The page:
VA to prioritize veterans with cancer for benefits
The Department of Veterans Affairs (VA) will give priority to veterans with cancer when it begins processing benefits claims under the landmark toxic exposure law signed this summer, VA Secretary Denis McDonough announced Monday.
On Jan. 1, 2023, the VA will start processing claims for benefits filed under the Honoring Our Promise to Address Comprehensive Toxics (PACT) Act.
“I’m proud to announce for the first time today, on National Cancer Awareness Day, that we’re expediting benefits delivery for veterans with cancer conditions covered by law,” McDonough said during an appearance at the National Press Club.
The law, signed by President Biden in early August, expands benefits for millions of veterans who were exposed to toxins during service and are suffering illnesses as a result.
The legislation designates 23 diseases, half of them types of cancers, presumed to be linked to burn pits used in the post-9/11 era and other pollutants and environmental hazards from earlier wars such as the Vietnam War-era Agent Orange.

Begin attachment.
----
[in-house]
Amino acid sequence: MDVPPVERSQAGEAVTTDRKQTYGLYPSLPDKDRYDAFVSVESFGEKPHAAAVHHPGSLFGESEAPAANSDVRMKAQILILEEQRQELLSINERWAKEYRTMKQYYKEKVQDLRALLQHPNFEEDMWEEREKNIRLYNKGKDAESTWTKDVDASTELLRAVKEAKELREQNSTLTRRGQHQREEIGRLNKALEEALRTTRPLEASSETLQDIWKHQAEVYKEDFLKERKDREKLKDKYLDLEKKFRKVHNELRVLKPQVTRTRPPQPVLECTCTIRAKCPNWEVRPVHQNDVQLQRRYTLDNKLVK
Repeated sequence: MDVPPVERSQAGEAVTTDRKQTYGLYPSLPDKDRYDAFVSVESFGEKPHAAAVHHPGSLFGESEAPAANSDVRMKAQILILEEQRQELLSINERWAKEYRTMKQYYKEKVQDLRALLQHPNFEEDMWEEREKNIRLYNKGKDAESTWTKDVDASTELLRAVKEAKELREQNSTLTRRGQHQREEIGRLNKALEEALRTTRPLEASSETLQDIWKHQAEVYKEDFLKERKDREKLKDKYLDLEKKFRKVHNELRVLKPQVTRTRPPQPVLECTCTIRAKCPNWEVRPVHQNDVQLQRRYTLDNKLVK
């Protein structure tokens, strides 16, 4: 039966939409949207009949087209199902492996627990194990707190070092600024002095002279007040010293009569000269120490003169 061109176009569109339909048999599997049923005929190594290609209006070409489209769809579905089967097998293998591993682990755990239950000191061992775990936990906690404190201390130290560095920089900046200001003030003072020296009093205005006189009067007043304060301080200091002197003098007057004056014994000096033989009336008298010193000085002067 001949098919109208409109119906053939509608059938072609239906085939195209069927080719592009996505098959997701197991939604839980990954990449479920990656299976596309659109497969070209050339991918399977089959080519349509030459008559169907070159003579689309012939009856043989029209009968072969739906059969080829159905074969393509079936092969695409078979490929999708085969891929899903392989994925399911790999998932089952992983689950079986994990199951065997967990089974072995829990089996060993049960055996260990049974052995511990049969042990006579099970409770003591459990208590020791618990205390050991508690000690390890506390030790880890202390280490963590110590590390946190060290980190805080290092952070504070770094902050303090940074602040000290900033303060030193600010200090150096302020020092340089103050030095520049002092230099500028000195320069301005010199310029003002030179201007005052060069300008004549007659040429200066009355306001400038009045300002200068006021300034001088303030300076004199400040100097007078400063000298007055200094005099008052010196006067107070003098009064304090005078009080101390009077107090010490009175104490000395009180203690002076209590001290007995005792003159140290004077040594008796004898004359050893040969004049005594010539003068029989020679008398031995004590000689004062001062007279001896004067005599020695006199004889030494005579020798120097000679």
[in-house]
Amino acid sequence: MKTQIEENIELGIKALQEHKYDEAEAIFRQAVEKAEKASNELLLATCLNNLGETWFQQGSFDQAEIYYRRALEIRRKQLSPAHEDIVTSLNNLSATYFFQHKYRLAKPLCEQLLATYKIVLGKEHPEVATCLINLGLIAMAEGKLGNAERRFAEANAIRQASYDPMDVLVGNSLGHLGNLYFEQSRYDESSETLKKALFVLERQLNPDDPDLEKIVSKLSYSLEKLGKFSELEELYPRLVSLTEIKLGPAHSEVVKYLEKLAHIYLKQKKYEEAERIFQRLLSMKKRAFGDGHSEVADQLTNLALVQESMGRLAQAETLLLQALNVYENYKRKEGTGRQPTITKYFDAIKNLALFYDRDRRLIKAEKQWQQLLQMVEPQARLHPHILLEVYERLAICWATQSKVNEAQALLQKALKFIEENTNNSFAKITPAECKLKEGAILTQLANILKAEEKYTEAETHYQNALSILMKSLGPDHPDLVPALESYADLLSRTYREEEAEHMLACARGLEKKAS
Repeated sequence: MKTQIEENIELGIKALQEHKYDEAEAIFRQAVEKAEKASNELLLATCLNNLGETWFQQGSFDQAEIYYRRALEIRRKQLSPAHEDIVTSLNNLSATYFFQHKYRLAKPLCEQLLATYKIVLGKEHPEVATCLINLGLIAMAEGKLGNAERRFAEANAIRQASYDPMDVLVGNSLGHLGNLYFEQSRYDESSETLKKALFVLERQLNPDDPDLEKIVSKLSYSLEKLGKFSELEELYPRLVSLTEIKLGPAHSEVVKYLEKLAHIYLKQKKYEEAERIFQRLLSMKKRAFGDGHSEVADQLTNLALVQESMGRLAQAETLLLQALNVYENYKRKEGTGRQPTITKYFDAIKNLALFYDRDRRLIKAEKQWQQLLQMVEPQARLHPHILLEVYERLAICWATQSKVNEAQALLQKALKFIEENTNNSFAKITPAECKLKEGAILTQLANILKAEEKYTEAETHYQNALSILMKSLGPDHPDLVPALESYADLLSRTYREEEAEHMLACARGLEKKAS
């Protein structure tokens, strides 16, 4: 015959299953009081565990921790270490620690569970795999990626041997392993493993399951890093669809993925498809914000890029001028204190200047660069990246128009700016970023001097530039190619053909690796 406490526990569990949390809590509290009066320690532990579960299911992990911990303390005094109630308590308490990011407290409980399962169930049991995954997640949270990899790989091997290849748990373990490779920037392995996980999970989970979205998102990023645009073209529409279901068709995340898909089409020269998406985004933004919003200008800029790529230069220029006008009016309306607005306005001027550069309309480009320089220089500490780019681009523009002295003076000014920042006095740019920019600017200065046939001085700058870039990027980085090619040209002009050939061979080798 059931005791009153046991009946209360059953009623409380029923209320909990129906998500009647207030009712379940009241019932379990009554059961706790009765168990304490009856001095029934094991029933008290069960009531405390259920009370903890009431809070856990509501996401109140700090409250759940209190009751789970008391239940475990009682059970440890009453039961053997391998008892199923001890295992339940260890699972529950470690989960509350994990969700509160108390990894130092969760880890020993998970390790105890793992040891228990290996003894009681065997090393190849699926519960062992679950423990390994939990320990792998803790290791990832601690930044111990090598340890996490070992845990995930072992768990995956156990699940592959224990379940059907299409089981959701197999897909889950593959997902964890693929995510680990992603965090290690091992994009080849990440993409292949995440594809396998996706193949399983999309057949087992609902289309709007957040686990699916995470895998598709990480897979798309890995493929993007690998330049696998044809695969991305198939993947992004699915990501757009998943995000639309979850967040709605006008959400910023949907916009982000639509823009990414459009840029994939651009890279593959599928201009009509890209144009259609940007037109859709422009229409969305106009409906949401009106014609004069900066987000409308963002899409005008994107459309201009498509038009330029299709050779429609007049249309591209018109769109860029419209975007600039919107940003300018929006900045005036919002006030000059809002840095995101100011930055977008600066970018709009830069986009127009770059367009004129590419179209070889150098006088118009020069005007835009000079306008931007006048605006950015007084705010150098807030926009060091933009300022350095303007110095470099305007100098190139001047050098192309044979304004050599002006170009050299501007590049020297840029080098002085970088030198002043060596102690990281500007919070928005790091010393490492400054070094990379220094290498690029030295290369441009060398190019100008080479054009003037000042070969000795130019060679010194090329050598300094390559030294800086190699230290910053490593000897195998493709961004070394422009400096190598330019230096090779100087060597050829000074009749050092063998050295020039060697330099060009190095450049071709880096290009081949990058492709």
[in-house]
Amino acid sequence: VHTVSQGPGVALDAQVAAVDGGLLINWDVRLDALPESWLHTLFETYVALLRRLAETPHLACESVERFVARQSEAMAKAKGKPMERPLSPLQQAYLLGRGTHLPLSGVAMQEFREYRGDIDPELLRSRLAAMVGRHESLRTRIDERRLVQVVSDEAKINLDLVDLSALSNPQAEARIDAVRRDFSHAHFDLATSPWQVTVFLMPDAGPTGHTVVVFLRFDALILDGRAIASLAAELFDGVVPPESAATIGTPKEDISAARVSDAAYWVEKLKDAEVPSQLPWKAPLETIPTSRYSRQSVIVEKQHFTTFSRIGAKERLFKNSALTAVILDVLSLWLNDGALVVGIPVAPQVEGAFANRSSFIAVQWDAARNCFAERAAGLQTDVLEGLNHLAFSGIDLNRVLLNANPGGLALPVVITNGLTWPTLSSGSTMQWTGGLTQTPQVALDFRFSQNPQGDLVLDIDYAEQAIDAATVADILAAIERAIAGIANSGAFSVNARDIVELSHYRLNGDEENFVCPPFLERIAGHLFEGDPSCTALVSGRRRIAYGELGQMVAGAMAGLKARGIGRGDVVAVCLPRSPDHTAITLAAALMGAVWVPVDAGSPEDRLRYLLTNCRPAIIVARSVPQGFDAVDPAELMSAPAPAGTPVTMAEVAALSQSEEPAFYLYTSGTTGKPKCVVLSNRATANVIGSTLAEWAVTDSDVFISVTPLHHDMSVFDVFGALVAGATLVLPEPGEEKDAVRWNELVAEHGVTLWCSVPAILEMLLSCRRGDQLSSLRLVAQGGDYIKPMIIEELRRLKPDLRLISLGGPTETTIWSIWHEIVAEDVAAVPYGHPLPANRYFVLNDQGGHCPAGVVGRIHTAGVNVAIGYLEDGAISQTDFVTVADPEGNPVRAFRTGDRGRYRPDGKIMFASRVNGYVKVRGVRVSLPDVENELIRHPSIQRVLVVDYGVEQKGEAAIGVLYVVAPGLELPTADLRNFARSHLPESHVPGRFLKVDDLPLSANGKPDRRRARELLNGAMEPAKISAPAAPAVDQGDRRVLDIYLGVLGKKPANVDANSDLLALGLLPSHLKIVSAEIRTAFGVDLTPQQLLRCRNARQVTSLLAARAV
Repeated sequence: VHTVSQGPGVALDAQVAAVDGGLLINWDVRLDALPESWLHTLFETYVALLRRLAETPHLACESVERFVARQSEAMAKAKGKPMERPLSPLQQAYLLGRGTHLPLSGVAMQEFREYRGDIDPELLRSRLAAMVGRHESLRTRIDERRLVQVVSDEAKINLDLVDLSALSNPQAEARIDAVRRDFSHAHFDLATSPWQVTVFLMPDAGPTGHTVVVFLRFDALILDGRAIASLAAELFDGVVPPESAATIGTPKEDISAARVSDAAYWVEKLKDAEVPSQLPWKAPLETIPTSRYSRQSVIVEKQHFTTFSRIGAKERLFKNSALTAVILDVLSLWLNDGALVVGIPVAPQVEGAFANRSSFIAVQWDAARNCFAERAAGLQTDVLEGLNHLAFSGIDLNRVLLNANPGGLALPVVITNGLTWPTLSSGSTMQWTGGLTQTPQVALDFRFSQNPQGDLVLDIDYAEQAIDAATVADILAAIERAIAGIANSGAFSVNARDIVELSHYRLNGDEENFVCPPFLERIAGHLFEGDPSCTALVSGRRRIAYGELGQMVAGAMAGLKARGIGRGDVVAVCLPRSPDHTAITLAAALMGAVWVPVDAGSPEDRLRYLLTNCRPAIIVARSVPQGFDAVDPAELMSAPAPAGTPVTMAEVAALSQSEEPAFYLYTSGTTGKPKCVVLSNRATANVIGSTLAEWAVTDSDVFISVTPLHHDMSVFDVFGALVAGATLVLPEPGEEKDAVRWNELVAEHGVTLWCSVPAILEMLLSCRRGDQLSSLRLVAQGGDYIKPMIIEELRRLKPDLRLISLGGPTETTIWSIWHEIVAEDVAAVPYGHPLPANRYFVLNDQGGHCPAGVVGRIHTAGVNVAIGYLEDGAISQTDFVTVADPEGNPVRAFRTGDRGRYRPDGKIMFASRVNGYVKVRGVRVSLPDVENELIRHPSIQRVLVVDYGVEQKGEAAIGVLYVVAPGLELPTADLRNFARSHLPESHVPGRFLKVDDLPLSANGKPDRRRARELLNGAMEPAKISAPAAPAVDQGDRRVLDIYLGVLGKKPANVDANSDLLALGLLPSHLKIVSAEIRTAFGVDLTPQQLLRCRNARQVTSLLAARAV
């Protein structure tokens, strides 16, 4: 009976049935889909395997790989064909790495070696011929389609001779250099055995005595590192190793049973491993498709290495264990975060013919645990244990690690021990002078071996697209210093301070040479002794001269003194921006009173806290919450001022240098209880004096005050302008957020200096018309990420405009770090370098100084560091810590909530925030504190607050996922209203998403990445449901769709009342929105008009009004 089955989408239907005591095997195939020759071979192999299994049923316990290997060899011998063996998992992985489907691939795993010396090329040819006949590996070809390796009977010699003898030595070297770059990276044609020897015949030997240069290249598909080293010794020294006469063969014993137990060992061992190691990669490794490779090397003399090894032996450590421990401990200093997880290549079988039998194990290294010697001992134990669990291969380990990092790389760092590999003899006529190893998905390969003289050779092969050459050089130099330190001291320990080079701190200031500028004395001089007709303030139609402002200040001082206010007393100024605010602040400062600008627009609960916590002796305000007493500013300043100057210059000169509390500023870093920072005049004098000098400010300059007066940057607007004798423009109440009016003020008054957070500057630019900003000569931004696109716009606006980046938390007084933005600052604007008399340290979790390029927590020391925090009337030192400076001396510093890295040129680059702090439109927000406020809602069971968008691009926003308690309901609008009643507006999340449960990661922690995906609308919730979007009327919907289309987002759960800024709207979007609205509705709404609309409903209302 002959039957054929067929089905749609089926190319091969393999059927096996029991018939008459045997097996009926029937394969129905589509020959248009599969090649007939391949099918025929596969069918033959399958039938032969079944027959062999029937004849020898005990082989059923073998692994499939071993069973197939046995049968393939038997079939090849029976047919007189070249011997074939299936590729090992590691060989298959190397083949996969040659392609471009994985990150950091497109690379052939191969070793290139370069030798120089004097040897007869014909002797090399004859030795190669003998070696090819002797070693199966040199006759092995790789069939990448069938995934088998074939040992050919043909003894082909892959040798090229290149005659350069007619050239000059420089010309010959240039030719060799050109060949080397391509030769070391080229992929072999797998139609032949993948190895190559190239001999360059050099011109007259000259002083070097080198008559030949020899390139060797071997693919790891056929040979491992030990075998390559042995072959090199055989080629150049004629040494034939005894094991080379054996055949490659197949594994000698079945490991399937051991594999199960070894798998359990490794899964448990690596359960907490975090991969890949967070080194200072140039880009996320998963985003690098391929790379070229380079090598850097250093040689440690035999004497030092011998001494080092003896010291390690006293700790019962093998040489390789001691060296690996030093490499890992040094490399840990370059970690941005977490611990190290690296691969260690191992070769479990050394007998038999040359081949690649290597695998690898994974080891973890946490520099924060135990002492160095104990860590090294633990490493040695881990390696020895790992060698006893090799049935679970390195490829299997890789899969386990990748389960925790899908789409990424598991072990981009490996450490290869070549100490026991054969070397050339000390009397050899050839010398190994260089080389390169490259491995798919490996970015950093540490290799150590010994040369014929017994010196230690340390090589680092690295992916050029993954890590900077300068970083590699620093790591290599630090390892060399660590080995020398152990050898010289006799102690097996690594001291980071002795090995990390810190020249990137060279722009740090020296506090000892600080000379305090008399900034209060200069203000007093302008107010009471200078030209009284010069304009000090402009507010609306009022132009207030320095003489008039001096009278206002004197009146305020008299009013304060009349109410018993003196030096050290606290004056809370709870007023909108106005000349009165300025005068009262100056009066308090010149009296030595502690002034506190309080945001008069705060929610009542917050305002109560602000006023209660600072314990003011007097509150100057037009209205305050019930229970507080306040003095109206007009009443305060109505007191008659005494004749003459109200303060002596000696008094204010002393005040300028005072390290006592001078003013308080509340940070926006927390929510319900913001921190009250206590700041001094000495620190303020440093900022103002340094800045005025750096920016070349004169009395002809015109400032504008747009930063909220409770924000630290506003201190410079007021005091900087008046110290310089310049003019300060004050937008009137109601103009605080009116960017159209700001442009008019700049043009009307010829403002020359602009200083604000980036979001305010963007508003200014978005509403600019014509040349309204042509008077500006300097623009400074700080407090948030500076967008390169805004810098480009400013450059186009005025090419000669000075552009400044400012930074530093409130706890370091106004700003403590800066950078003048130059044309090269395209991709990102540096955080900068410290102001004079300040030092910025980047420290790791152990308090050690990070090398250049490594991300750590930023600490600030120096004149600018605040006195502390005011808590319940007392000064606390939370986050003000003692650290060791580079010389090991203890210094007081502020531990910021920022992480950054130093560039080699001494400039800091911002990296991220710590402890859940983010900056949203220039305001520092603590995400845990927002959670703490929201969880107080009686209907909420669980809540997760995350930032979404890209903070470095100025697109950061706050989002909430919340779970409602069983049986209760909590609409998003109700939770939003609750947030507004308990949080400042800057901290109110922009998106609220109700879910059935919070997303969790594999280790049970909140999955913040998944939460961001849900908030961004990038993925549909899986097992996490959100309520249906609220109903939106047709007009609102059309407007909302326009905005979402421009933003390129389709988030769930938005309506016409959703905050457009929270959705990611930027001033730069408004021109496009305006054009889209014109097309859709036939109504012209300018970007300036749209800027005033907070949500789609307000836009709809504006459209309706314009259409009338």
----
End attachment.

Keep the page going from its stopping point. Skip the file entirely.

Part of a broader effort: McDonough’s announcement to prioritize claims from veterans with cancer stems from Biden’s “cancer moonshot” initiative, relaunched in February. The effort aims to cut the cancer death rate in half over the next 25 years and improve the lives of caregivers and cancer survivors.
Close to home: The program, initially launched while Biden was vice president, is personal to the commander in chief, as his son Beau Biden died of glioblastoma, an aggressive type of brain cancer, in 2015 at the age of 46.
BIDEN WARNED STAFFING ISSUES CAUSING EXODUS OF HEALTH WORKERS
A group of medical organizations on Monday warned President Biden that hospital emergency departments were reaching a “breaking point” as they deal with influxes of patients seeking beds that are not available.
They cautioned that the issue of “boarding” — keeping admitted patients in emergency departments due to lack of space — has been brought to a “crisis point” by staffing shortages.
“Our nation’s safety net is on the verge of breaking beyond repair; EDs are gridlocked and overwhelmed with patients waiting — waiting to be seen; waiting for admission to an inpatient bed in the hospital; waiting to be transferred to psychiatric, skilled nursing, or other specialized facilities; or, waiting simply to return to their nursing home,” the groups said in their letter to Biden.